The Story Exchange, Terena Bell, In Every LanguageYour Name: Terena Bell

Business Name: In Every Language, a language translation service

Type of Business: Translation provider

Business Location: Louisville, Kentucky, United States

Twitter @InEveryLanguage

Reason for starting
I love helping people. I also love solving problems. Looking around me at the time, I saw a large problem in that people who were fluent in other languages were unable to find jobs where they could use those skills and that people who needed to communicate with those from other countries weren’t able to find the translation help they needed. The company grew and improved from there.

How do you define success?
The meaning of success has changed for me since first starting the company, as both it and I evolve. I currently feel as though success through my business = job creation. With our global economy being what it is, if–through translation–I can help our clients increase their foreign sales and create more jobs at their own businesses, I’ve succeeded. This, in turn, will create more jobs here at In Every Language. By giving back to our economy through job creation, we’re in turn helping to create a better world.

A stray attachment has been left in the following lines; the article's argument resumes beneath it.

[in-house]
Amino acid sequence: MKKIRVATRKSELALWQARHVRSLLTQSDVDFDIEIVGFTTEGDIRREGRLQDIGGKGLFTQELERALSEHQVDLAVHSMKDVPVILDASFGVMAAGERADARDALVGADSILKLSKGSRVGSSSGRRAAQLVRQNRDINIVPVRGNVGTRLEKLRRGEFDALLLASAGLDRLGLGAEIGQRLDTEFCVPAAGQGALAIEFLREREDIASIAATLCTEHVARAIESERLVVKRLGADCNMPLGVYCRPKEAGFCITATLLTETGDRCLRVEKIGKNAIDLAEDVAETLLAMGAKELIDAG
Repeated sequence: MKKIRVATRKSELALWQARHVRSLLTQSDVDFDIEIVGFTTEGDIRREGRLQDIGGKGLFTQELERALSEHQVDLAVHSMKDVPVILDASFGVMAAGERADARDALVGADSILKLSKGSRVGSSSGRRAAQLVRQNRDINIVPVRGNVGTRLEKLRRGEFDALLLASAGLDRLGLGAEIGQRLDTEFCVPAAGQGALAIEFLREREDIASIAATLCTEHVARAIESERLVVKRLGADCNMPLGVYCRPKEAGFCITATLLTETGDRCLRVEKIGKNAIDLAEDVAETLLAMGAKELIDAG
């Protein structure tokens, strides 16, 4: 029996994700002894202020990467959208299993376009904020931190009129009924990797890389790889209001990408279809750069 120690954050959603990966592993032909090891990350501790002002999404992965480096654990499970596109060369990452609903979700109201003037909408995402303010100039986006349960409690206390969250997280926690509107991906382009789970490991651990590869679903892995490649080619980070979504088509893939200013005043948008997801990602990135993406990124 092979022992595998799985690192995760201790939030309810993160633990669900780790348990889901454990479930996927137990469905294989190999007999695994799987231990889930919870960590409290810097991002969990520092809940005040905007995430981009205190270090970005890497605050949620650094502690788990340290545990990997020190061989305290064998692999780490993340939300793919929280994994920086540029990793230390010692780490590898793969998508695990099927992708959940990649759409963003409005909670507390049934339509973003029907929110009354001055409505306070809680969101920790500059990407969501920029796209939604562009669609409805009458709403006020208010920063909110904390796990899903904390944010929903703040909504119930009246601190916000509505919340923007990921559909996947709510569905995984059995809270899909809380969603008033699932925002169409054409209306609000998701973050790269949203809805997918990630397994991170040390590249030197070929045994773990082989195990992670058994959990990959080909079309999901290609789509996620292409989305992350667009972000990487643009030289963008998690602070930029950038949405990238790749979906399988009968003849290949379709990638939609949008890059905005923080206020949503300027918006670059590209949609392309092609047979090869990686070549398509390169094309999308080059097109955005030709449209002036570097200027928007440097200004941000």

Biggest Success
Well, it would have to be creating jobs, wouldn’t it? In all sincerity, though, there are translators living on every continent who have been able to either fully support or augment their income through the work they do with In Every Language. That’s success to me.

What is your top challenge and how have you addressed it?
Being a female business owner is a lot harder than I realized it would be. My entire life, I was raised that men and women were equal and that there was nothing I could not accomplish if I set my mind to it. But after creating a company that sells to clients in male-driven fields (such as manufacturing & technology), I’ve learned there are still a lot of translation buyers out there who will always look at my breasts before they do my brains. But In Every Language is one of the best companies in the nation at what we do. So I hang in there because the company I’ve built is worth overcoming obstacles. I ignore it. I keep on going and I show them why the brains are more worth looking at it. You just don’t let men like that stop you.

Who is your most important role model?
I was blessed to grow up in a community full of strong and dynamic women–my grandmothers, my Aunt Tucker, my mom, my Aunt LaNell. To choose just one would be a disservice to them all, especially as collectively they make the perfect woman.